Today West Australians go to the polls to vote for or against daylight saving.
It’s a beautiful morning. The sky is blue, there’s no wind. It’s tee-shirt weather.
You don’t get mornings like this in summer. Or at least you do… but only if you get up REALLY early.
Of course if you have Daylight Saving you can get up a little later and still enjoy the morning before it gets too hot, but the chances of that happening in this referendum are slim.
Enjoy your mornings while you can peeps.
It’s an argument I’m surprised the Yes campaign haven’t latched onto.
I first heard it on the radio.
An elderly woman rang up and I was expecting the full-on No rant and instead she said that she liked Daylight Saving because it meant it was cool enough for her to walk to her shops in the morning.
She didn’t drive and in a non-daylight saving summer she normally relied on friends and family to drive her as it was too hot to walk. She didn’t like to shop in the evening as she was concerned about her safety in the near-dark and anyway the shops weren’t open! (another referendum fail)
I hope she’s got a lot of friends because she’ll probably need them next summer.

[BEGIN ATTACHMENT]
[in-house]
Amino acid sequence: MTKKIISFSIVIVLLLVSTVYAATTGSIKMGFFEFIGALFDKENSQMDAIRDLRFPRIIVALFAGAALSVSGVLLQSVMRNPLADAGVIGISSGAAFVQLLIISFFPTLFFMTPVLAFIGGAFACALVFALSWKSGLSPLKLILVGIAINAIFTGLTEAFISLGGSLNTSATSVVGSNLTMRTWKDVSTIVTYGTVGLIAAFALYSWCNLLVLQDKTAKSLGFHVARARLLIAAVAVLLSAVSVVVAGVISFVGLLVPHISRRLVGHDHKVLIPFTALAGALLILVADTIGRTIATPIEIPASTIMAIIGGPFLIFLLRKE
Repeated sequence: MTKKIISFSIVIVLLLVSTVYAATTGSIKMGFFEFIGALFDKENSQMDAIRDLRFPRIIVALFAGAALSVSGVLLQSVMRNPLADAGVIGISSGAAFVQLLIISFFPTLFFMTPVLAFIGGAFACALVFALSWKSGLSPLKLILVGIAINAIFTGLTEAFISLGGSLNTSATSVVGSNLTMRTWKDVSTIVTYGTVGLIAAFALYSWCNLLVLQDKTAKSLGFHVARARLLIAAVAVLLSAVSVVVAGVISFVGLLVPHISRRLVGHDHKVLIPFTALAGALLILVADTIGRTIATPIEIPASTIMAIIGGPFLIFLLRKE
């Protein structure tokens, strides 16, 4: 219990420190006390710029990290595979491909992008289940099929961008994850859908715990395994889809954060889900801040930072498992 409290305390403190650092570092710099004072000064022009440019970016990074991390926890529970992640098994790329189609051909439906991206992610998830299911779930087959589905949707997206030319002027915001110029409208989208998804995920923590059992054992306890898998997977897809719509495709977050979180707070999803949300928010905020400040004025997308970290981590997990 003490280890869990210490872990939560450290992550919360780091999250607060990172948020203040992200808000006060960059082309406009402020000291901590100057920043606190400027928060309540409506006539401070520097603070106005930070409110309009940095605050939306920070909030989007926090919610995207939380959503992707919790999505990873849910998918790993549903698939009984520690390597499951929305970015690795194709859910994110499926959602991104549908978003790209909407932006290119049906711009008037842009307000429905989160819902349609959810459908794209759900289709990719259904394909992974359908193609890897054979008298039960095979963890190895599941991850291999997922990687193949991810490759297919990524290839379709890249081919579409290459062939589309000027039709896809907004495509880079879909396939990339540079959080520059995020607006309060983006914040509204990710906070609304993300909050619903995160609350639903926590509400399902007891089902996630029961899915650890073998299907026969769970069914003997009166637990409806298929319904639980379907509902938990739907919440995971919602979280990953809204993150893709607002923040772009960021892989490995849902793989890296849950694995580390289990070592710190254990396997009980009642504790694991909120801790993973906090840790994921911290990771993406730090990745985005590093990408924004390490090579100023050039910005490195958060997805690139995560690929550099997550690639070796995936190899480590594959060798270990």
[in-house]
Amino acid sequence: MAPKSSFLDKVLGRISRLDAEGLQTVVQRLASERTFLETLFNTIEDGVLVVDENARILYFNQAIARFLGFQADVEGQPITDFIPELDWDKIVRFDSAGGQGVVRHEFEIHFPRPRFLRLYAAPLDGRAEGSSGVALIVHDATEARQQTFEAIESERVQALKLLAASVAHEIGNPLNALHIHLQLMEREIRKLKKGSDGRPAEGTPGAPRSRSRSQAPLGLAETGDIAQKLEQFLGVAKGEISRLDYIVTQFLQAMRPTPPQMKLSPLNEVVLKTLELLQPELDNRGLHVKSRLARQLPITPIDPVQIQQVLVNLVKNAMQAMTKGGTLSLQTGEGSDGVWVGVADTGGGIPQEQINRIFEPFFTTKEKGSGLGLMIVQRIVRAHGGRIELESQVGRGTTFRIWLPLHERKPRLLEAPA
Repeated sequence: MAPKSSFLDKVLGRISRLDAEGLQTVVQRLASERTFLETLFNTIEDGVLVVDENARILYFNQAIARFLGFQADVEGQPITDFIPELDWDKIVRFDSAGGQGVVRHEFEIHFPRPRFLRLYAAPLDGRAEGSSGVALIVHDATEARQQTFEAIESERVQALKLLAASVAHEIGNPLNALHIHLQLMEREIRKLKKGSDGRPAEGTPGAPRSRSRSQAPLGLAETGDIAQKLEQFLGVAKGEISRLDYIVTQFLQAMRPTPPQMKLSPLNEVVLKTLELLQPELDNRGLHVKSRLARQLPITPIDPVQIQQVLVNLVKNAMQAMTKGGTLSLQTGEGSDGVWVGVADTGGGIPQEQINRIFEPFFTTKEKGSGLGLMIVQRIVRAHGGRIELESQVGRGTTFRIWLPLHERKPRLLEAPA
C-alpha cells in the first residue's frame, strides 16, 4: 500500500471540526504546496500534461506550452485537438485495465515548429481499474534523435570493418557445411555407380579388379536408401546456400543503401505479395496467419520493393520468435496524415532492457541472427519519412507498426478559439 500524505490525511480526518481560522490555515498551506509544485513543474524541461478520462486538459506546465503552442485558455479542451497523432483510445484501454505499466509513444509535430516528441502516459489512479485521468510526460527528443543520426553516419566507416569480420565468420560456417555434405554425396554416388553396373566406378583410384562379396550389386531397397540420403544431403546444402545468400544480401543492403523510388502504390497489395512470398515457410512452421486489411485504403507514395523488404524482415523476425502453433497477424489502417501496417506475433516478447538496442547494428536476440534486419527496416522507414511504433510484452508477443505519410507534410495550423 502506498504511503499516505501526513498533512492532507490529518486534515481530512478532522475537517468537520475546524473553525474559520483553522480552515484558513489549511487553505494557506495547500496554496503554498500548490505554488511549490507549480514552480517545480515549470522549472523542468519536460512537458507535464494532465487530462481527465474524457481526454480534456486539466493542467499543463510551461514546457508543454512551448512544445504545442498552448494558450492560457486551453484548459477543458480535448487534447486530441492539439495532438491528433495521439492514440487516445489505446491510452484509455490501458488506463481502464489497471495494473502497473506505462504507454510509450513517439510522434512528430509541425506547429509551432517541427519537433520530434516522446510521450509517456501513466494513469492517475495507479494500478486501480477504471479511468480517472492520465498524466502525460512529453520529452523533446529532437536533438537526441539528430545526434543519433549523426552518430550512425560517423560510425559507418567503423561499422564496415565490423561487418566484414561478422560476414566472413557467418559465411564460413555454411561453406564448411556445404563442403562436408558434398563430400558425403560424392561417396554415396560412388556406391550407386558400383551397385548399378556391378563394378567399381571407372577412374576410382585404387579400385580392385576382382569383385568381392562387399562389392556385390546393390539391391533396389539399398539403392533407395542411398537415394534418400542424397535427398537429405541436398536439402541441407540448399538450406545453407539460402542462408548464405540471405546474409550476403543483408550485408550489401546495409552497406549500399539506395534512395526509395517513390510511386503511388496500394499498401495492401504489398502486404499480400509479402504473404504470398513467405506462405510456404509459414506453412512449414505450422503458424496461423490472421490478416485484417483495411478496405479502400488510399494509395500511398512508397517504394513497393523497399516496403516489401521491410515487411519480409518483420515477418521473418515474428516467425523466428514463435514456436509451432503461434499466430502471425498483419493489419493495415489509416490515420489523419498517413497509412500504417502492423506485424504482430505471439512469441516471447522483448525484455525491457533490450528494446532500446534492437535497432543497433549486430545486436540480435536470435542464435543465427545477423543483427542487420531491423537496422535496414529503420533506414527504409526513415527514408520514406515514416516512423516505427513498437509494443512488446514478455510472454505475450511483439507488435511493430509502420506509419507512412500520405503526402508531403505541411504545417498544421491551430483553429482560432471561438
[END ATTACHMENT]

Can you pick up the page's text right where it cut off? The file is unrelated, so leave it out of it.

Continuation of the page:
We thought on arrival at our polling place this morning at about 9.30 that we’d got the wrong place.
There were no streamers, no posters… just the sign you see above.
There seems to be an increasing trend for Australian motorists to attach Aussie flags to their cars on the Australia Day Long Weekend.
The fashion seems to be either two flags poking proudly up from the front or back windows or perhaps one wagging like a friendly dog’s tail off the back aerial.
Occassionally you’ll see a very patriotic sort with both and perhaps even a full sized flag, creating quite a bit of drag I would think (flag drag?), but that’s usually only if towing a trailer or boat.
I confess I’m not sure how I feel about all this wrapping oneself up in the flag business.
I’m all for a bit of national pride – a bit of “aren’t we lucky to be living in such a great place” fervour – and in the past even toyed with the idea of an Aussie flag bikini, although it’s true, not recently.
I quite like the idea of a big fireworks display in the middle of fire season, not that I can bear the day long picnic that goes with it.
The Australia Day Awards bring a tear to my eye and frankly I’d rather be Australian than anything else.
This flag waving thing, it’s tribal isn’t it?
And who is in this club?